The university closed on September 30 to support learning and reflection, which provided students, faculty and staff the time needed to focus on growing their knowledge and reflecting upon the meaning of the day.
With a remote learning and working environment still in place through the fall, the College of Pharmacy and Nutrition’s Indigenous Initiatives Committee identified a variety of online resources, videos, books and courses for the college’s members to use to engage in learning and growth.
“Our goal was to provide a variety of learning opportunities at various levels of knowledge for our college,” said Dr. Yvonne Shevchuk, the committee’s chair.
The committee provided a list of resources by email in advance of the day, which gave participants time to browse the different learning opportunities and select the most appropriate choices.
In addition to the activities identified by the committee, the university also provided a number of programmed events throughout the day, as well as links to other online resources, including the history of residential schools, Survivors’ stories, explore the Truth and Reconciliation Commission's official reports and 94 Calls to Action and other key reports.
The intention of these events and resources was to provide an opportunity for reflection on the history and legacy of Indian Residential Schools and the importance of the university’s humble, intentional efforts for truth and reconciliation.
The committee facilitated the reflection process by creating a shared document where college members could write reflections on their learnings from the activities they participated in throughout the day. This living document was updated over several days, and college members were invited to read about each other’s learnings as an additional opportunity to grow their knowledge.
“It is important to me to acknowledge the past traumas that Indigenous people faced and to shed light on them, so that they do not go unnoticed and there can be call for change for future generations to come,” said pharmacy student Emma Werezak, the student representative on the committee, who found personal meaning in the day, as previous federal government policies caused her family nearly losing their Indigenous culture and identity.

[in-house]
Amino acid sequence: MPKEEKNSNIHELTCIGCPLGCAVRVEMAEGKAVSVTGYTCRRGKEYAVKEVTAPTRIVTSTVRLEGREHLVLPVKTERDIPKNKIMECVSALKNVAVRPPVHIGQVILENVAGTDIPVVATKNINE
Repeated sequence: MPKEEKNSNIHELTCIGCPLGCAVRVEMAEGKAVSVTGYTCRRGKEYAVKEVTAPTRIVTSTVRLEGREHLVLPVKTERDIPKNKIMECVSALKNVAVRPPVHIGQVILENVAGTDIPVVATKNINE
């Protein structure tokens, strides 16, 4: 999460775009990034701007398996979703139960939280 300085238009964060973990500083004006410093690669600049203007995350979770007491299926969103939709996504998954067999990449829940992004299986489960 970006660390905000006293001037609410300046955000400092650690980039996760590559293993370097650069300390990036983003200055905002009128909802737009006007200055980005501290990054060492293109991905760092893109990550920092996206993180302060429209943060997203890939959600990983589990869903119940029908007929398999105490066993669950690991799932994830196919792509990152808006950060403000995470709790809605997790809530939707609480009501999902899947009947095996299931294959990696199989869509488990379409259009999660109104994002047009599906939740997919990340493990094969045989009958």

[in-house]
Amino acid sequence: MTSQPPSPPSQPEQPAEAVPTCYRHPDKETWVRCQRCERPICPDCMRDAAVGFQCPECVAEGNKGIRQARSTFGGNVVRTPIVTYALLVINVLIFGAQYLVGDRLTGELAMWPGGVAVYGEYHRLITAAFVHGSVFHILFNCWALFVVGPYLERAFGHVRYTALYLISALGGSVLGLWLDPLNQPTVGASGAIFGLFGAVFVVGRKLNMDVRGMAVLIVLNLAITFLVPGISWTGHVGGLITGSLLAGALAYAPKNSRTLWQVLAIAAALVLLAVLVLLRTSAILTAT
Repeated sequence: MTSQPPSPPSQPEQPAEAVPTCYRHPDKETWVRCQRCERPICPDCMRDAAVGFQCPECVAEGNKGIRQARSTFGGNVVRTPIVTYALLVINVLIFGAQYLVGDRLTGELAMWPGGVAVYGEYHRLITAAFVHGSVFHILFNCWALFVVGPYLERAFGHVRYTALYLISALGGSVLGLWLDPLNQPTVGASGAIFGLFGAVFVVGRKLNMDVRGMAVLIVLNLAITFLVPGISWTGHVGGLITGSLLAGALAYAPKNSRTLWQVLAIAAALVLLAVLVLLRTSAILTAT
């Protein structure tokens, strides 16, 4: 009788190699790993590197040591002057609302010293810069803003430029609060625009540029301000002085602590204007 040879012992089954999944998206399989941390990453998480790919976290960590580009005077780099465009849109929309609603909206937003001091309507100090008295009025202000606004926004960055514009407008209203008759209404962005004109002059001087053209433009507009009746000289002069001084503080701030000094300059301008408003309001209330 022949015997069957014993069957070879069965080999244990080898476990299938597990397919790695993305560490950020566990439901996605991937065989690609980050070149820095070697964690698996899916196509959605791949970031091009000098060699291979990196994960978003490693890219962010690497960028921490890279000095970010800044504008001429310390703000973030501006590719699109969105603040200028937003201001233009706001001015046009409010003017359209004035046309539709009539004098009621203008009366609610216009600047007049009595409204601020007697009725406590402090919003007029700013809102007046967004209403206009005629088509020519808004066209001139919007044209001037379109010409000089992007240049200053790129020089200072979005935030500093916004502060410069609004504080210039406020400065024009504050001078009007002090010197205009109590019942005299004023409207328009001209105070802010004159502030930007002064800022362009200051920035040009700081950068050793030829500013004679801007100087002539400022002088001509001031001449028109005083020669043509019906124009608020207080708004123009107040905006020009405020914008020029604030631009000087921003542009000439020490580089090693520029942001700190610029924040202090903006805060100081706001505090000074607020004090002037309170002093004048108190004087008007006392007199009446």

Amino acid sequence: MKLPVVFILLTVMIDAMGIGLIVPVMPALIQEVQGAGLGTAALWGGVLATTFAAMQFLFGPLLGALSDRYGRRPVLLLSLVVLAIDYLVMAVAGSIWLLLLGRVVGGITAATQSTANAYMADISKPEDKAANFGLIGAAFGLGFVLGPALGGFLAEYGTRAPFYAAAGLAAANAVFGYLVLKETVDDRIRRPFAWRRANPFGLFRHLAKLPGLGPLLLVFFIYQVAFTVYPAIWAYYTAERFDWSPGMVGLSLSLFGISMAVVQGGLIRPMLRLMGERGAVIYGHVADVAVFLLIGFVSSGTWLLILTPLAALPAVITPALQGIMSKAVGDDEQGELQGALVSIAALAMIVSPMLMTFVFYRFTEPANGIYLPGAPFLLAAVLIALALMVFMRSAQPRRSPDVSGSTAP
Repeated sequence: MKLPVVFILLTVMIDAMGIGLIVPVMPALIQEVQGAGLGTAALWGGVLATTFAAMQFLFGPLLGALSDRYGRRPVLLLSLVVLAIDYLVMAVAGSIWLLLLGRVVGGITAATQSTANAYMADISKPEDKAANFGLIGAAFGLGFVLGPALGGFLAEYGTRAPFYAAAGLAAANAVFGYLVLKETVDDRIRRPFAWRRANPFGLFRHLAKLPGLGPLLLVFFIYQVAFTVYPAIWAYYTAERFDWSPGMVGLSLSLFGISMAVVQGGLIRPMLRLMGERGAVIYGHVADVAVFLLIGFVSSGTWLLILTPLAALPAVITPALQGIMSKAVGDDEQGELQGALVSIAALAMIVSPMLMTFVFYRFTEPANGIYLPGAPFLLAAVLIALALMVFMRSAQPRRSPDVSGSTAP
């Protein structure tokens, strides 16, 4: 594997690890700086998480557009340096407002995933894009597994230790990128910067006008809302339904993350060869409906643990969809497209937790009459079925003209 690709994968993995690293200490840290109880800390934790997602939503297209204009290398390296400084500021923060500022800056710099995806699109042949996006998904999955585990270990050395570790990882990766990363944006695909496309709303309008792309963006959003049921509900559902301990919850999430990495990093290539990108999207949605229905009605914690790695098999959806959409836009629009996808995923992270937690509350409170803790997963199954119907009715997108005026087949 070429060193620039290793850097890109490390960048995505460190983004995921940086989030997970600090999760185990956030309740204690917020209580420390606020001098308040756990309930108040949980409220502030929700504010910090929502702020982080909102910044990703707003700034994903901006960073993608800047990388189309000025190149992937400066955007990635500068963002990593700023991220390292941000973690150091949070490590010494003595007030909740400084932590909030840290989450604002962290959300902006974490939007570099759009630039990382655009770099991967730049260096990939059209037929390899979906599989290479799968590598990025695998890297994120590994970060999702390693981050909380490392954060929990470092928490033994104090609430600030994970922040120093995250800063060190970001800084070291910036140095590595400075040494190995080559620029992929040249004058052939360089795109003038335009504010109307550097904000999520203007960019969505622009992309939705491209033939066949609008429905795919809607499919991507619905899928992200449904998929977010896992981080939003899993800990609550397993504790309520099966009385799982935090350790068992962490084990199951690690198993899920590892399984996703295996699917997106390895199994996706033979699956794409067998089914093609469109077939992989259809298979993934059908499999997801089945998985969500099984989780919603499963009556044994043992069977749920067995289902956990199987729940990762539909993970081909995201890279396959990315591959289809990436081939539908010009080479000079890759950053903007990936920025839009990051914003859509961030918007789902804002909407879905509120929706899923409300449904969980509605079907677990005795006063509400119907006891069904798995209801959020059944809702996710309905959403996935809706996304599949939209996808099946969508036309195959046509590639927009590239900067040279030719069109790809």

Werezak took part in learning activities throughout the day, “I took the time to educate myself by reading and watching Indigenous produced documentaries, specifically those produced by Indigenous film producer Tasha Hubbard. Her documentaries, which are available for free on NFB.ca, cover topics such as reuniting families separated in the ‘60s scoop, the injustice and murder of Colten Boushie, and the murder of Saskatoon man Neil Stonechild.”
Non-Indigenous college members also found value in the learning activities throughout the day.
“’Out of the Darkness and into the Light,’ a webinar by the Canadian Nutrition Society, has so much material important for us as nutrition professionals and future professionals,” wrote Cathy Langdon, Food and Nutrition Lab Coordinator in her reflection in the shared document. “It directly connects the impact of residential schools to our field of nutrition.”
The webinar focused on how government policies created conditions of malnutrition in Indigenous Peoples, and how they continue to be affected disproportionately by malnutrition and diet-related health problems.
“Overall, the committee was pleased with the response to this initiative,” concluded Shevchuk. While the virtual strategy was successful, the committee will review the results and make changes for a more robust and engaging experience in 2022.
The other members of the Indigenous Initiatives Committee include Dr. Derek Jorgenson, Dr. Hassan Vatanparast, Carrie Verishagen, Julia Bareham, Gen Clark, and Sandy Knowles.